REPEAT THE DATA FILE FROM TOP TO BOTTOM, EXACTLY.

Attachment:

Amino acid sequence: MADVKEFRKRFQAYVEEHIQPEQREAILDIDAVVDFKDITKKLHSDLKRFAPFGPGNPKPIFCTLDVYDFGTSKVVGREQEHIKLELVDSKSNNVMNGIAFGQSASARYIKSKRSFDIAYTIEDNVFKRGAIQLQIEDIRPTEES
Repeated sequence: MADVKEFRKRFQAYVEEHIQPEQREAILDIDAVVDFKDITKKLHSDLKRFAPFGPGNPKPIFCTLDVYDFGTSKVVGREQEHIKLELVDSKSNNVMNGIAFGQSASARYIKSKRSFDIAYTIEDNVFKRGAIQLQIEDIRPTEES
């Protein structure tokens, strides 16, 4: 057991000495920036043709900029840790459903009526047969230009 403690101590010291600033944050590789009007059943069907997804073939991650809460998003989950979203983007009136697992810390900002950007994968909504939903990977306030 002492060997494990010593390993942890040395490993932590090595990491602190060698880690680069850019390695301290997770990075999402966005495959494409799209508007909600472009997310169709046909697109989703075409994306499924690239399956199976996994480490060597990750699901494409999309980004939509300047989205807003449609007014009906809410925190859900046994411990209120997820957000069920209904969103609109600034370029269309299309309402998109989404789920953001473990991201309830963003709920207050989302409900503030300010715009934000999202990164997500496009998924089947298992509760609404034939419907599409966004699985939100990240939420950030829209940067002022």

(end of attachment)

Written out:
Amino acid sequence: MADVKEFRKRFQAYVEEHIQPEQREAILDIDAVVDFKDITKKLHSDLKRFAPFGPGNPKPIFCTLDVYDFGTSKVVGREQEHIKLELVDSKSNNVMNGIAFGQSASARYIKSKRSFDIAYTIEDNVFKRGAIQLQIEDIRPTEES
Repeated sequence: MADVKEFRKRFQAYVEEHIQPEQREAILDIDAVVDFKDITKKLHSDLKRFAPFGPGNPKPIFCTLDVYDFGTSKVVGREQEHIKLELVDSKSNNVMNGIAFGQSASARYIKSKRSFDIAYTIEDNVFKRGAIQLQIEDIRPTEES
């Protein structure tokens, strides 16, 4: 057991000495920036043709900029840790459903009526047969230009 403690101590010291600033944050590789009007059943069907997804073939991650809460998003989950979203983007009136697992810390900002950007994968909504939903990977306030 002492060997494990010593390993942890040395490993932590090595990491602190060698880690680069850019390695301290997770990075999402966005495959494409799209508007909600472009997310169709046909697109989703075409994306499924690239399956199976996994480490060597990750699901494409999309980004939509300047989205807003449609007014009906809410925190859900046994411990209120997820957000069920209904969103609109600034370029269309299309309402998109989404789920953001473990991201309830963003709920207050989302409900503030300010715009934000999202990164997500496009998924089947298992509760609404034939419907599409966004699985939100990240939420950030829209940067002022």